If ID verification and short numbers is not a concern, then even without a paid subscription, Talkatone does give you free outgoing calls, so there is that to keep in mind if you want a service with completely free calling, don’t mind the ads, don’t need short number or ID verification, and don’t need voicemail transcriptions.

Both Pinger and Talkatone support ID verification from short-codes with a paid subscription. Pinger/Textfree is $4.99/month. I have subscribed to Pinger and tested with one of my U.S. credit card companies that couldn’t send to my Skype-in number and it worked. PayPal, IRS and other major sites are supported as well. 

Talkatone, with a subscription (even the lowest cost Premium $1.99/month ad-free subscription) also supports short numbers and ID verification. It worked with my banks, credit cards, and the IRS. However, unlike Pinger, you cannot send a text message to a short number. If that is important to you then Pinger is the better choice.

And if a full computer desktop app for making calls is needed, having a Skype-in number and calling subscription might be worth it. If you also have Office 365 you might as well take advantage of the international calling minutes if you need them.

Voice quality is much better with Talkatone when on speaker or using earbuds. With Pinger it’s basically impossible to use that way. I hope Pinger fixes that problem – I’ve been back and forth with them multiple times about it. If voice calls are important to you, and you would like to make them hands-free, then Talkatone is really your only choice between the two.


Update 4/18/2021:

I’ve been having some trouble with Pinger lately. In particular, people on the other end can barely hear me if I’m using my earplugs or speaker. This does not happen with my regular cell phone service or with Talkatone. Pinger has verified this as a bug and is looking at it.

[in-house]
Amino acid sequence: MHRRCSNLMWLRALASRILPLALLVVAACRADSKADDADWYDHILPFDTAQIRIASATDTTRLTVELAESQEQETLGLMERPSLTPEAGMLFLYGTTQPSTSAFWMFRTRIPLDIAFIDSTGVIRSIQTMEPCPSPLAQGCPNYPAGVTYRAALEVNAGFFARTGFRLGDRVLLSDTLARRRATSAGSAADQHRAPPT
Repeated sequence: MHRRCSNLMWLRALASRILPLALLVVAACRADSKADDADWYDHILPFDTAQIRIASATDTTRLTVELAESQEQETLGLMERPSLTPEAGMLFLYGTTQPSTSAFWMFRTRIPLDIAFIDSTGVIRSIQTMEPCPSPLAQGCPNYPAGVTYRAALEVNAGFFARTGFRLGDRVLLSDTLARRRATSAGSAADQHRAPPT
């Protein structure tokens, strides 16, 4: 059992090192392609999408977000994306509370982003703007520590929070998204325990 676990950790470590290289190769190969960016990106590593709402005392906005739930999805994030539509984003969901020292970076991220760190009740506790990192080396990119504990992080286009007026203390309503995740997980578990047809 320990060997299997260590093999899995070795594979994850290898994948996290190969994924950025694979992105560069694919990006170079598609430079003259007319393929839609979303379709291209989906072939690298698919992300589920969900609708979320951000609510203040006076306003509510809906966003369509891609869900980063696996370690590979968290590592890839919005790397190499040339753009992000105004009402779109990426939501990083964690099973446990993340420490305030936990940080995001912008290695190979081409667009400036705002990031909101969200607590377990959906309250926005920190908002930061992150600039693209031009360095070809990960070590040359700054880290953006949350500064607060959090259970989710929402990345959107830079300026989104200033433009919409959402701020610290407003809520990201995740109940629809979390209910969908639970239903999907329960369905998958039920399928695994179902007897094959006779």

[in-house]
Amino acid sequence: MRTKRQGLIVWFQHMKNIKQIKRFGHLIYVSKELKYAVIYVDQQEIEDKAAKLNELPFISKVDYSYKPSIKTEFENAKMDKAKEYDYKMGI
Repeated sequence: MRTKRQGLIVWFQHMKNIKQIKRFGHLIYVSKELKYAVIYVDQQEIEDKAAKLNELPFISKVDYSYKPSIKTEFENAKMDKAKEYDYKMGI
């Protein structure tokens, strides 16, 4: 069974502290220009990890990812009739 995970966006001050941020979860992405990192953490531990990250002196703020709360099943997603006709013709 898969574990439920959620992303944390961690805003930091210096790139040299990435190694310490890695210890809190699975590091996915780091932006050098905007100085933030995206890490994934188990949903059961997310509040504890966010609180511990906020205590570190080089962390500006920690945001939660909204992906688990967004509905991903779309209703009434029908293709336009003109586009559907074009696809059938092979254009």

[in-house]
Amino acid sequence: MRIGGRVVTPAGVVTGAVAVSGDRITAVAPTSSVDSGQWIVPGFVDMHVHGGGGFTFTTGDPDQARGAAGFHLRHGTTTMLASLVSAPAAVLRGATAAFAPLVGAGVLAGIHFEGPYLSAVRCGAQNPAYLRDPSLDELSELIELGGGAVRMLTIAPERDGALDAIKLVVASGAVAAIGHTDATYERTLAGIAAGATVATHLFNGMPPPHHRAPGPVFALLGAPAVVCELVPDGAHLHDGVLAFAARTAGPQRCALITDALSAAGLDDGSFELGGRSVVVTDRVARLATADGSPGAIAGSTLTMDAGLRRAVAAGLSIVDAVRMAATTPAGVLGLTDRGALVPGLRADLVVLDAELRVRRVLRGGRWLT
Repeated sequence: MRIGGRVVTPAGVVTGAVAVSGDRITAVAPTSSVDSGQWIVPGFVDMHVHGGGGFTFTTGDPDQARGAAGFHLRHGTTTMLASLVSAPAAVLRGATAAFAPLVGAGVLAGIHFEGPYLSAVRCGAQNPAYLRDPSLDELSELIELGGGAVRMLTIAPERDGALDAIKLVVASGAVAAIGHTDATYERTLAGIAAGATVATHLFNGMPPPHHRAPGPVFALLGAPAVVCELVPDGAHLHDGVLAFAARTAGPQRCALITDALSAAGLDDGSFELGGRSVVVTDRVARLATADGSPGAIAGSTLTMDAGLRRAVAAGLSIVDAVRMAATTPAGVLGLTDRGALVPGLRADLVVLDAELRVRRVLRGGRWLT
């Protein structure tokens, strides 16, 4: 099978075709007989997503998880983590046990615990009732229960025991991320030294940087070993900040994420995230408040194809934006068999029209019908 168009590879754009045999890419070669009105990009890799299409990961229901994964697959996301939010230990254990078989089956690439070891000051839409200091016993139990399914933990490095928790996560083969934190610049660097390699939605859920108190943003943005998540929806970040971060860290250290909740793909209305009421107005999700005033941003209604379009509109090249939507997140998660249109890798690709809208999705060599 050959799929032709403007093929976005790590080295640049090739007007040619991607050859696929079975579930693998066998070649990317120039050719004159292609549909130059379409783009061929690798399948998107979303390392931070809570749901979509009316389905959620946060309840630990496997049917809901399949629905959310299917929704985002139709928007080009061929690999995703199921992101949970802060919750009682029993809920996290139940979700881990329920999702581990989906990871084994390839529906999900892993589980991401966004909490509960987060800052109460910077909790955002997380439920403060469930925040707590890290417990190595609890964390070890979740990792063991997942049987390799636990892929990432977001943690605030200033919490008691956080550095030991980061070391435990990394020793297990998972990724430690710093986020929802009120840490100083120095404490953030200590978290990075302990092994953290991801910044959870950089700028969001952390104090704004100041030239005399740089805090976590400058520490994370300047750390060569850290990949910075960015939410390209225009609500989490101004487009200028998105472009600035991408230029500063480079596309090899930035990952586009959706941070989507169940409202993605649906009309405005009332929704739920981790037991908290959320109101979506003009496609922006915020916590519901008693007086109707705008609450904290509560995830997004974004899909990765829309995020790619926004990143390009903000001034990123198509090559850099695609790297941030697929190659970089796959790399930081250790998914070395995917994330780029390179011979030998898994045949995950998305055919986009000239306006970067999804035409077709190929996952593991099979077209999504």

Pinger also doesn’t work well on an iPad in a keyboard case because they gave up on their iPad app and it only works in portrait mode. Talkatone doesn’t have this problem.

Pinger’s desktop app is also limited in functionality.

On the other hand, Talkatone’s plans are very difficult to figure out (which include verification codes and short number support, for example?) and their support is very hard to reach.

I’m also testing TextNow, which seems to have all the features, but is twice as expensive as the others if you want the very important support (for me) verification codes and short number support.

Update 6/4/2021:

I did finally get a clarification of the subscriptions needed for verification codes and short number support from Talktatone. Even the least expensive $1.99/month subscription (just gets rid of ads) supports those, so I gave it a try and successfully received verification codes from two of my U.S. credit card companies.

Support is basically very slow to respond for both Pinger and Talkatone.

The advantages of Talkatone is that (1) the sound volume is much better (like a different world better) than Pinger/Text Free when using earplugs or on speaker phone. Pinger is basically unusable that way, but that’s the way you normally would use your phone if you need hands free or are outside. Talktatone sounds loud enough and clear with either earplugs or on speakerphone. I tested this with three different people so far, and it’s 100% reproducible.

Reason (2) is Pinger dropped their iPad support so you need to use the iPhone app in portrait mode only on the iPad, which is awkward if you are using the keyboard case. Talkatone has a proper iPad app. Also, notifications seem to be more obvious and work better with Talkatone.

Currently I’m subscribed to both Pinger and Talkatone, but may drop my paid Pinger subscription because of these usability issues.

Update 6/9/2021:

I still have my Pinger subscription, but may drop it because of usability issues described above. I’m mainly using Talkatone, and I have a subscription (the ad free $1.99/month plan) which means I can receive ID verifications from short-codes, including my banks, credit cards, and the IRS.

But I can’t send text messages to short-codes. I get a “bad message” error if I try. Talkatone Support finally responded and wrote, “Talkatone does not support text messages to short-codes.”

I wonder how important do think text messages to short-codes are as long as you can reliably receive verification codes, which I can? I’ve never had to in the past, though Pinger is able to do that.

More updates later…